Randomised Controlled Trials – The Current Gold Standard for Impact Evaluation
By Zoe Lawson
Picture credit: 955169 from Pixabay
If you’ve heard of Randomised Controlled Trials (RCTs) at all, you probably associate them with the clinical assessment of new medicines. But what exactly are they and how are they being applied to measure the effectiveness of new services and interventions in developing countries?
RCTs are a form of scientific study that reduces experimental bias to obtain the most accurate and reliable results. Since 2000, the use of RCTs to answer questions in international development has grown exponentially. Widely considered to be the gold standard for clinical trials due to their statistically rigorous nature, academics in the social sciences were inspired to apply the RCT method to their own research enquiries.
Random; The Key Criterion
The defining feature of an RCT is it’s ‘randomness’, which is vital for eliminating bias in an experiment. Bias is the intentional or unintentional influence that researchers may have on a study, and it prejudices research findings. Without the elimination of bias, we can’t be sure whether the outcome of an experiment is a result of the intervention, or something else. Even when we try to be as objective as possible in designing our study, our subconscious biases shape our choices. Therefore, random selection is the only true way to remove these influences.
In an international development context, an RCT is an experimental form of impact evaluation in which the population receiving the programme is chosen at random from the eligible population and a control group is also chosen at random from the same eligible population . The control group mimics the counterfactual – which is defined as what would have happened to the same people at the same time, had the program not been implemented. By definition, the counterfactual is impossible to observe; it requires a parallel universe! Thus, in the absence of alternate realities, RCTs are arguably the best way we have to determine whether a cause-effect relationship exists between an intervention and an outcome.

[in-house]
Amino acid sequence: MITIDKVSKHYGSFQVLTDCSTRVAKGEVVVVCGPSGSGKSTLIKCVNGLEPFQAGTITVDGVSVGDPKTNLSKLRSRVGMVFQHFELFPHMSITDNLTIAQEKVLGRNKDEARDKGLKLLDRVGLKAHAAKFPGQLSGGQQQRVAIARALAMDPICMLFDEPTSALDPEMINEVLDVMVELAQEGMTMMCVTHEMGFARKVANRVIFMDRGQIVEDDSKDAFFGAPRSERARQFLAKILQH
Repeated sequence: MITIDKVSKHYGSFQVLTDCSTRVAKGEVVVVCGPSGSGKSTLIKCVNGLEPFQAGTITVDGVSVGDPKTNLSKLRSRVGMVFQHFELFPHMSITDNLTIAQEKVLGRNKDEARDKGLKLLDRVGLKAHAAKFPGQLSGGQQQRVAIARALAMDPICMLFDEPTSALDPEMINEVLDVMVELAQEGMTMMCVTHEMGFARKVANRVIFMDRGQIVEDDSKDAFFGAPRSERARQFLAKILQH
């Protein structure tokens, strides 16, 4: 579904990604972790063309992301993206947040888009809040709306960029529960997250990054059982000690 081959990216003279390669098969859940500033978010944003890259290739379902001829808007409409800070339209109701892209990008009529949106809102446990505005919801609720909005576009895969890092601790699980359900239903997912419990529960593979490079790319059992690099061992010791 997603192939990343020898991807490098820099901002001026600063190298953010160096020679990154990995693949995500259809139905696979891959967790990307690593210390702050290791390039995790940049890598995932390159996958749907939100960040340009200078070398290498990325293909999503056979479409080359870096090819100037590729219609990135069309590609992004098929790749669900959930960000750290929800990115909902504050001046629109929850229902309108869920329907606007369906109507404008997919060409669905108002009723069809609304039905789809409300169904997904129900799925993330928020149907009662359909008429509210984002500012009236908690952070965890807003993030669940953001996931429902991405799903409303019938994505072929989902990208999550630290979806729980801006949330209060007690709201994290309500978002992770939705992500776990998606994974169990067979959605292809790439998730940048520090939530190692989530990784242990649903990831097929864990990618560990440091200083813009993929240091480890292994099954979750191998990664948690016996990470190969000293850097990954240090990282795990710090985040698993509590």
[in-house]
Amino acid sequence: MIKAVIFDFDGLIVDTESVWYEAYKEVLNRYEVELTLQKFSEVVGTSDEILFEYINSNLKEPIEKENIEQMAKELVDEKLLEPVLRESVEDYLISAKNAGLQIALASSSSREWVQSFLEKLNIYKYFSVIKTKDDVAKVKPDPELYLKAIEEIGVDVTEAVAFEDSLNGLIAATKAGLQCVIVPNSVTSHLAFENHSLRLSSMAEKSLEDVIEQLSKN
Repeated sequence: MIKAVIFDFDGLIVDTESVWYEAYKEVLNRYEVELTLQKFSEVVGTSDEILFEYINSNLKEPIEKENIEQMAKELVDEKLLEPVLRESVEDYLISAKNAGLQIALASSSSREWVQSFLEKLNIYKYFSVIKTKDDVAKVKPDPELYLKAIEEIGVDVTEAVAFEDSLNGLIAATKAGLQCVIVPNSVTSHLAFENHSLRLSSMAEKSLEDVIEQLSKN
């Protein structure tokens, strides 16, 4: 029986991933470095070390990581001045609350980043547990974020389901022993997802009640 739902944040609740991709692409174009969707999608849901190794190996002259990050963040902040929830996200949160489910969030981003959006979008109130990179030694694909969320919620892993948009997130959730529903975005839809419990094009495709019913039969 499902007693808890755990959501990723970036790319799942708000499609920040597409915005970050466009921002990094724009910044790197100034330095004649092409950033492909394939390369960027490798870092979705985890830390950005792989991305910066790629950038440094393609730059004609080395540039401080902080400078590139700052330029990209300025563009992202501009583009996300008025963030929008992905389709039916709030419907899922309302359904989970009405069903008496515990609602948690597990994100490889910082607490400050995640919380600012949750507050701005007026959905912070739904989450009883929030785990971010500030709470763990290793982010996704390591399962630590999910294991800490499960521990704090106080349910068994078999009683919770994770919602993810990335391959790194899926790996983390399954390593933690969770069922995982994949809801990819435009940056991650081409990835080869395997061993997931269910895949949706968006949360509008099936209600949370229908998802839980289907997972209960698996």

In general terms, these evaluations are asking whether a particular program (the ‘intervention’) really made a difference. So, did the training help small businesses increase their monthly sales or would it have happened anyway?
How is an RCT conducted?
An RCT follows a stepwise process, as outlined here:
Step 1 involves specifying what is being evaluated and why, together with the outcomes and impacts of interest.
At Step 2, the eligible population is identified, together with the unit of assignment for randomisation purposes. The unit of assignment refers to whether random selection for the intervention or control groups applies to individuals themselves or groups of individuals, e.g. villages or schools.
Step 3 covers the randomisation selection process.
There are different ways of doing this according to the characteristics of the program being studied. For example, a phase-in RCT design is used when budget constraints prevent the full-scale roll-out of the program, so who receives the service first is simply selected by lottery. An encouragement RCT design randomly selects individuals to receive an advertisement to prompt them to use the service. The control group also has access to the service but is not prompted to use it. This type of study design can be useful where it would be unethical to deny control group users access to an intervention, for example, clean drinking water.
Steps 4 to 6 cover collection of the data to determine the effectiveness and reliability of the intervention.
Some issues and limitations of RCTs
RCTs are not suitable for analysing the effectiveness of all types of interventions, and there are several practical and ethical limitations to their use. Also, even the best designed RCT can encounter issues that negatively impact results. A significant limitation is the sample size – RCTs need a large sample of a population to determine the effects of a programme with sufficient precision or ‘power’. If the sample size is not large enough, then statistically, we can’t reliably say whether the results of the study were due to the invention or simply due to chance.
Take-up rates of a programme can be lower than anticipated, which reduces the statistical power of the study. Non-compliance by programme participants can also be a major issue. Think about a microfinance programme, which opens branches in randomly-selected treatment areas, but not in control areas. People living in a control area may simply travel to a branch in a treatment area to use it. In this case, the control group can longer serve as a true counterfactual, and the integrity of the randomisation is compromised. Attrition is also a risk – this is where part of the sample is no longer available for follow-up, perhaps because they have moved away. While these issues can never be totally eliminated, they can be minimised and their effects controlled for.
At the current time, RCTs are still seen as arguably the best way of conducting impact assessments to determine whether an intervention has really worked. If you are interested in finding out how Grow Movement has used this method to evaluate the effectiveness of business mentoring for entrepreneurs in Africa, stay tuned for our upcoming news and press releases!
Links & References
21 May 2019
Zoe Lawson is a social entrepreneur with an interest in translating innovations for international development. She has a PhD in biological chemistry and an MBA, and has been involved with Grow Movement since 2015 as a volunteer consultant and supporter.